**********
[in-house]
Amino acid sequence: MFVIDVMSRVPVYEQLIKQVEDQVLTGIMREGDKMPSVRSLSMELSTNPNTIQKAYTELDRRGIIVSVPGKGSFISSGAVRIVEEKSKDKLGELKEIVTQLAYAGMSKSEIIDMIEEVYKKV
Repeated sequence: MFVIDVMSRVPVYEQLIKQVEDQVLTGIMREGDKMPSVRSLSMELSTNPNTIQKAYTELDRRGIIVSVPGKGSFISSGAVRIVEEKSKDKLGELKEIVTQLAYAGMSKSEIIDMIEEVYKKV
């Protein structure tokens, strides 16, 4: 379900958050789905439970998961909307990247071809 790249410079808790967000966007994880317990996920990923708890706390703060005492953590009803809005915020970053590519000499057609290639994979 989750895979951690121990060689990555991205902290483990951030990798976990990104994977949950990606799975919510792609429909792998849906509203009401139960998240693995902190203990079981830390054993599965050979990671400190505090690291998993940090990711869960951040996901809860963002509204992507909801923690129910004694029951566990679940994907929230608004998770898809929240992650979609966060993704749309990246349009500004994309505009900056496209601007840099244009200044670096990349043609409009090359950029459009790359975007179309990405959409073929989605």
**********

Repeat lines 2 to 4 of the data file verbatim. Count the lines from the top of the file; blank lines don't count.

Amino acid sequence: MFVIDVMSRVPVYEQLIKQVEDQVLTGIMREGDKMPSVRSLSMELSTNPNTIQKAYTELDRRGIIVSVPGKGSFISSGAVRIVEEKSKDKLGELKEIVTQLAYAGMSKSEIIDMIEEVYKKV
Repeated sequence: MFVIDVMSRVPVYEQLIKQVEDQVLTGIMREGDKMPSVRSLSMELSTNPNTIQKAYTELDRRGIIVSVPGKGSFISSGAVRIVEEKSKDKLGELKEIVTQLAYAGMSKSEIIDMIEEVYKKV
């Protein structure tokens, strides 16, 4: 379900958050789905439970998961909307990247071809 790249410079808790967000966007994880317990996920990923708890706390703060005492953590009803809005915020970053590519000499057609290639994979 989750895979951690121990060689990555991205902290483990951030990798976990990104994977949950990606799975919510792609429909792998849906509203009401139960998240693995902190203990079981830390054993599965050979990671400190505090690291998993940090990711869960951040996901809860963002509204992507909801923690129910004694029951566990679940994907929230608004998770898809929240992650979609966060993704749309990246349009500004994309505009900056496209601007840099244009200044670096990349043609409009090359950029459009790359975007179309990405959409073929989605």